<Value xmlns:a="http://schemas.microsoft.com/net/2005/12/windowscommunicationfoundation/dispatcher">
a:InternalServiceFault</Value></Subcode></Code><Reason><Text xml:lang="en-US">
There was a failure executing the receive pipeline: 
"MyPipeline, etc... Version=, Culture=neutral, PublicKeyToken=1234123412341234"
 Source: "XML disassembler" Receive Port: "rpFrontEnd_TLRGLoadTenderOut_Web" 
 URI: "/TLRG/Shipment/DirectTender.svc" 
 Reason: Finding the document specification by message type 
 "http://myNamespace#MyRootNode" failed. 
 Verify the schema deployed properly.  </Text></Reason><Detail><ExceptionDetail 


This was a conversion from old 2010 system to 2013. On the first pass, I had forgotten a map that trimmed all the fields and removed empty nodes. The map used XSLT, and in the XSLT source, it had the wrong namespace from the old system.

Other Hints

Remember MessageType = NameSpace#Root

  1. Make sure the schema is really deployed (BizTalk Admin console)
  2. Check your spelling carefully, look for typos.
  3. If you have a map in the receive location, make sure the map is really running. I.e. does the messageType of the incoming message match the map. If the map doesn’t match, the incoming message will be passed on and could get this error.
  4. If you have a map, make sure the map has been tested and outputs the correct messageType.
  5. If you are doing JSON to xml (or any other file format to XML, make sure the pipeline is creating the correct messageType.
  6. Of course, make sure you restarted your Host Instances
  7. Check your values in BizTalk Admin before and after each deploy. If you are doing some kind of automated deploy, make sure your bindings for that deploy are current; they maybe resetting some value each time you deploy. In my case, I had a script to export the bindings, but I was actually running a similar script for another project. So everytime I reset the namespace value for the RootNodeNamespace in the JSON pipeline, it was getting reset on each re-deploy.


Microsoft.ServiceModel.Channels.Common.ConnectionException: Login failed. The login is from an untrusted domain and cannot be used with Windows authentication.
—> System.Data.SqlClient.SqlException: Login failed. The login is from an untrusted domain and cannot be used with Windows authentication.

The user was correct, and that was driving me crazy. I had just built the database from a script, and I set and double-checked the security in SSMS for that database.
I’m running on my own VM on my desktop; and the userid is my VM-Name/bts_host_ins (and that’s the user that all the host instances run with).


There could be other reasons for this error, but here was my reason…

My SendPort was pointing to our development system which is on the “DEV” domain, and my VM where I’m testing is on the primary domain.
The fix was just to repoint the SendPort to my local VM which is what I wanted anyway. If I really did want to go to the DEV domain, then I would have to use a user on that domain to run my host instance.


The adapter failed to transmit message going to send port “sp_Test_SFTP” with URL “sftp://sftp.mycompany.com:22/%MessageID%.xml”. It will be retransmitted after the retry interval specified for this Send Port. Details:”System.IO.FileLoadException: Could not load file or assembly ‘WinSCPnet, Version=, Culture=neutral, PublicKeyToken=2271ec4a3c56d0bf’ or one of its dependencies. General Exception (Exception from HRESULT: 0x80131500)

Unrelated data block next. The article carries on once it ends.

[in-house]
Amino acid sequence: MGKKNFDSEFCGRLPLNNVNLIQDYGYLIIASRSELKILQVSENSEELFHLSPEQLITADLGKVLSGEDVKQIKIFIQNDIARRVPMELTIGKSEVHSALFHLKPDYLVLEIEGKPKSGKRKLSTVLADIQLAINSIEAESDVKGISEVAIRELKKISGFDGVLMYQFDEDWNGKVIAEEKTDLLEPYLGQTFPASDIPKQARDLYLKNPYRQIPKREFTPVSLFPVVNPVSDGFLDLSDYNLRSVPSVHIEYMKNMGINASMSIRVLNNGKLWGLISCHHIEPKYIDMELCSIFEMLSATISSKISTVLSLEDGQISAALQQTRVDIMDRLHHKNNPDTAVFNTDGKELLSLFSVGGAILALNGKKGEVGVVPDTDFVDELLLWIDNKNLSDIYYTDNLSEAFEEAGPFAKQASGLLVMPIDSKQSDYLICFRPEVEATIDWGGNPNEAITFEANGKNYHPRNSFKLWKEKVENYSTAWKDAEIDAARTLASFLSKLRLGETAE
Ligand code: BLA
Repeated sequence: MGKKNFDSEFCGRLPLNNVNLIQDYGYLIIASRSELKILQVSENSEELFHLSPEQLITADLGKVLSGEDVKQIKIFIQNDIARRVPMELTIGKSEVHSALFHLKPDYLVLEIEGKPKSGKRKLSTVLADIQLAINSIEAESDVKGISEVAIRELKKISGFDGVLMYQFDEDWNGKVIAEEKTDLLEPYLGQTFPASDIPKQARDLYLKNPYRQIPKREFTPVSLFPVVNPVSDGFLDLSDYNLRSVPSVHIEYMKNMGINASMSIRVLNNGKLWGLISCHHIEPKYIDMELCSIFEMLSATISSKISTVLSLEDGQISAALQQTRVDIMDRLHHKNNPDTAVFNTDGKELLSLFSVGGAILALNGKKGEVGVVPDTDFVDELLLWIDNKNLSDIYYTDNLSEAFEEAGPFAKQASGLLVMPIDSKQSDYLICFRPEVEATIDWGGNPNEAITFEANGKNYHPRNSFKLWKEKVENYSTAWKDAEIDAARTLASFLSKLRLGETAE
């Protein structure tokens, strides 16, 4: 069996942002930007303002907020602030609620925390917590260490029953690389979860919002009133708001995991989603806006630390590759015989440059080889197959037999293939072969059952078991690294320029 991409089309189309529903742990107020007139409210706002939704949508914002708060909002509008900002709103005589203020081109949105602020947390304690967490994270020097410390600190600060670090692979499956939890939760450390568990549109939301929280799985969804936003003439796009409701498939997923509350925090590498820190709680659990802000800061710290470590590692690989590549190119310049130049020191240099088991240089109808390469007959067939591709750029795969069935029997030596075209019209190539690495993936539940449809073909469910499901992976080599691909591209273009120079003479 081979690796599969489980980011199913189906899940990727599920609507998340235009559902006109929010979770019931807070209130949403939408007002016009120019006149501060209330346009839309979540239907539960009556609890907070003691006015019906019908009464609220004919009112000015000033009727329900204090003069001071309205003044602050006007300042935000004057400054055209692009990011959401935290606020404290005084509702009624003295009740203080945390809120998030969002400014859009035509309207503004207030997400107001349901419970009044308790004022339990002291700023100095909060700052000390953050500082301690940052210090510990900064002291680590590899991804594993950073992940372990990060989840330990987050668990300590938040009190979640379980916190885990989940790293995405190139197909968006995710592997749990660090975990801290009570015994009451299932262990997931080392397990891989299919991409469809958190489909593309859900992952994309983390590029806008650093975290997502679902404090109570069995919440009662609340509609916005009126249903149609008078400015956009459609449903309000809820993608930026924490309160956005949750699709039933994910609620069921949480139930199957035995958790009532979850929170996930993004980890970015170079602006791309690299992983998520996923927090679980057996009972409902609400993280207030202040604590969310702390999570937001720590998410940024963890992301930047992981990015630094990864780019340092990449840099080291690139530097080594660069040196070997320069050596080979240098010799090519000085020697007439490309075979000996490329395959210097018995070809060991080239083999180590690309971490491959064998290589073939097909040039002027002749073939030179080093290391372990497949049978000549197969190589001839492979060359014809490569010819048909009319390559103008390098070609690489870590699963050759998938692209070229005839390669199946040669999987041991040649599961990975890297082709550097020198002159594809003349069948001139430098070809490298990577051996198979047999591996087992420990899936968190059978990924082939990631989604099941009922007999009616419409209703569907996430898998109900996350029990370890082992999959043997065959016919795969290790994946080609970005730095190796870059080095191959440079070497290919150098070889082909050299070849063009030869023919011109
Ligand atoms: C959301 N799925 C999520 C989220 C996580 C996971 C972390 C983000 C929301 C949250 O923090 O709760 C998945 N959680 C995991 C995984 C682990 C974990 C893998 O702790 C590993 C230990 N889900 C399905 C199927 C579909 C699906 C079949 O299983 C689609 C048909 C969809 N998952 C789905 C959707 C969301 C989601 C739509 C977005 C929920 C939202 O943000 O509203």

File name: ‘WinSCPnet, Version=, Culture=neutral, PublicKeyToken=2271ec4a3c56d0bf’ —> System.Exception: SFTP adapter requires WinSCP to be installed. Please refer http://go.microsoft.com/fwlink/?LinkID=730458&clcid=0x409 . —> System.IO.FileNotFoundException: Could not load file or assembly ‘file:///C:\Windows\Microsoft.Net\assembly\GAC_MSIL\Microsoft.BizTalk.Adapter.Sftp\v4.0_3.0.1.0__31bf3856ad364e35\WinSCPnet.dll’ or one of its dependencies. The system cannot find the file specified.


I think BizTalk requires a specific older version of WinSCP and you can’t just download the latest one.
This error could also occur if you didn’t copy the file to the proper directly.

I found Michael Stephenson’s BizTalk 2016 SFTP blog, and it had a nice PowerShell script.

I just had to
1) Change directory names (I had a Software directory similar to him, but I had to create a WinSCP subdirectory under it)
2) Then PowerShell with the “Run as Admin” option.

Then the script ran fine, I restarted BizTalk Host Instance, and it got past this error, on to other errors that I’ll blog about in the near future.

By the way, I was able to run in a 64-bit host with no problem.  I remember that in older version of BizTalk the FTP adapter ran only in 32-bit hosts.




Error: Root Element is Missing

InstanceId: d1c2f87c-825b-4c6e-b01c-c93e50d63502
Shape name: msgABCDetail
ShapeId: 33d0d3ac-ae45-408c-8224-f42725877a2b
Exception thrown from: segment 4, progress 22
Inner exception: Root element is missing.


This error occurs in an orchestration, typically after you have run a map, and the map doesn’t create any output.

The map is in a construct statement, and presumably the message created in the construct statement should not be empty.

The way to test or fix this is as follows:

1) Obtain a copy of a the message that goes into the map (might have to add debug or write message to disk or trace), and save to disk.

2) Test that message in Visual Studio using the right click “Test Map” option on the map (first set the “TestMap Input Instance” property to the filename you saved from the step above.

3) Typically the issue is a namespace or higher level node is missing. This causes none of the xpaths in the XSLT to match, and thus nothing is generating on the “right side” of the map. When you test the map, the Output window will show something like this: “The output is stored in the following file: xxx.xml”. If you cntl-click on that file, that file will open. In all likelihood it will be empty (blank). [If it has data in it, there is a chance the code you are running doesn’t match the current version of the source code/map you are testing, indicating you might need to redeploy.]